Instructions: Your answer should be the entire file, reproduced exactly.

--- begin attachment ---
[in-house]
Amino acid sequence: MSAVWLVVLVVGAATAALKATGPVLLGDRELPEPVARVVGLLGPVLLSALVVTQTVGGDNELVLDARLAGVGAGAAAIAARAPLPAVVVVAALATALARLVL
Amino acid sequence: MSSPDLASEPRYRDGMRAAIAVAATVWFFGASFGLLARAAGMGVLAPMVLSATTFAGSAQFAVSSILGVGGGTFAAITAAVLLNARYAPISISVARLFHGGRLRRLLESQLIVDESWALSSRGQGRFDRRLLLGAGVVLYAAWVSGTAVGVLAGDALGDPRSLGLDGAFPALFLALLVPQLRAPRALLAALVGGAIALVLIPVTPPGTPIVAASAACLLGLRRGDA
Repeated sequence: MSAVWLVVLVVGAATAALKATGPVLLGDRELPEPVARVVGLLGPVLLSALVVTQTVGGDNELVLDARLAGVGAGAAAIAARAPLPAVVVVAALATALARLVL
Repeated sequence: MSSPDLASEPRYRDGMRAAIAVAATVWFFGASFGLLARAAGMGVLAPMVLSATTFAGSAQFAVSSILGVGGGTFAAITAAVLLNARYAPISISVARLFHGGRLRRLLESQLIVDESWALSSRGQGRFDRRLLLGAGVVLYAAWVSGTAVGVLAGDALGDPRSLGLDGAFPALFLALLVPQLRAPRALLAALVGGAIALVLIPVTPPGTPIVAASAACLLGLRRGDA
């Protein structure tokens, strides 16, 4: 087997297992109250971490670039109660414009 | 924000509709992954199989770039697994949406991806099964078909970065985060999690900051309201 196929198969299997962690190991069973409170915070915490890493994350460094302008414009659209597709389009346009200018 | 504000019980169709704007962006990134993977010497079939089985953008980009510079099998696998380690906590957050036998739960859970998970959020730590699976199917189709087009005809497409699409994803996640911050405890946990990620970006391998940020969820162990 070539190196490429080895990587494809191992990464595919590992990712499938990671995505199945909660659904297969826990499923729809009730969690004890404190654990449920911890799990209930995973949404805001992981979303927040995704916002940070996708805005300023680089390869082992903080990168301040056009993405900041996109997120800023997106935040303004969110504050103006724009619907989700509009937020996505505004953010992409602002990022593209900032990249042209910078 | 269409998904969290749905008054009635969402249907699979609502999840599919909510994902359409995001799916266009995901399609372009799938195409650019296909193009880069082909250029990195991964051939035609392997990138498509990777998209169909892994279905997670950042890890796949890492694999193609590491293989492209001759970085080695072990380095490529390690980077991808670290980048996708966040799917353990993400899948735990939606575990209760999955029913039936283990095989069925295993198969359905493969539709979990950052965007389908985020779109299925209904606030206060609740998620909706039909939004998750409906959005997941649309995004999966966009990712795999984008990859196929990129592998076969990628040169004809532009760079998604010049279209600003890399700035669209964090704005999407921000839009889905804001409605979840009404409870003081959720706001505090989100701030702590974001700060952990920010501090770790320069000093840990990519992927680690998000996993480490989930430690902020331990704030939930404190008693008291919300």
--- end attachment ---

[in-house]
Amino acid sequence: MSAVWLVVLVVGAATAALKATGPVLLGDRELPEPVARVVGLLGPVLLSALVVTQTVGGDNELVLDARLAGVGAGAAAIAARAPLPAVVVVAALATALARLVL
Amino acid sequence: MSSPDLASEPRYRDGMRAAIAVAATVWFFGASFGLLARAAGMGVLAPMVLSATTFAGSAQFAVSSILGVGGGTFAAITAAVLLNARYAPISISVARLFHGGRLRRLLESQLIVDESWALSSRGQGRFDRRLLLGAGVVLYAAWVSGTAVGVLAGDALGDPRSLGLDGAFPALFLALLVPQLRAPRALLAALVGGAIALVLIPVTPPGTPIVAASAACLLGLRRGDA
Repeated sequence: MSAVWLVVLVVGAATAALKATGPVLLGDRELPEPVARVVGLLGPVLLSALVVTQTVGGDNELVLDARLAGVGAGAAAIAARAPLPAVVVVAALATALARLVL
Repeated sequence: MSSPDLASEPRYRDGMRAAIAVAATVWFFGASFGLLARAAGMGVLAPMVLSATTFAGSAQFAVSSILGVGGGTFAAITAAVLLNARYAPISISVARLFHGGRLRRLLESQLIVDESWALSSRGQGRFDRRLLLGAGVVLYAAWVSGTAVGVLAGDALGDPRSLGLDGAFPALFLALLVPQLRAPRALLAALVGGAIALVLIPVTPPGTPIVAASAACLLGLRRGDA
């Protein structure tokens, strides 16, 4: 087997297992109250971490670039109660414009 | 924000509709992954199989770039697994949406991806099964078909970065985060999690900051309201 196929198969299997962690190991069973409170915070915490890493994350460094302008414009659209597709389009346009200018 | 504000019980169709704007962006990134993977010497079939089985953008980009510079099998696998380690906590957050036998739960859970998970959020730590699976199917189709087009005809497409699409994803996640911050405890946990990620970006391998940020969820162990 070539190196490429080895990587494809191992990464595919590992990712499938990671995505199945909660659904297969826990499923729809009730969690004890404190654990449920911890799990209930995973949404805001992981979303927040995704916002940070996708805005300023680089390869082992903080990168301040056009993405900041996109997120800023997106935040303004969110504050103006724009619907989700509009937020996505505004953010992409602002990022593209900032990249042209910078 | 269409998904969290749905008054009635969402249907699979609502999840599919909510994902359409995001799916266009995901399609372009799938195409650019296909193009880069082909250029990195991964051939035609392997990138498509990777998209169909892994279905997670950042890890796949890492694999193609590491293989492209001759970085080695072990380095490529390690980077991808670290980048996708966040799917353990993400899948735990939606575990209760999955029913039936283990095989069925295993198969359905493969539709979990950052965007389908985020779109299925209904606030206060609740998620909706039909939004998750409906959005997941649309995004999966966009990712795999984008990859196929990129592998076969990628040169004809532009760079998604010049279209600003890399700035669209964090704005999407921000839009889905804001409605979840009404409870003081959720706001505090989100701030702590974001700060952990920010501090770790320069000093840990990519992927680690998000996993480490989930430690902020331990704030939930404190008693008291919300």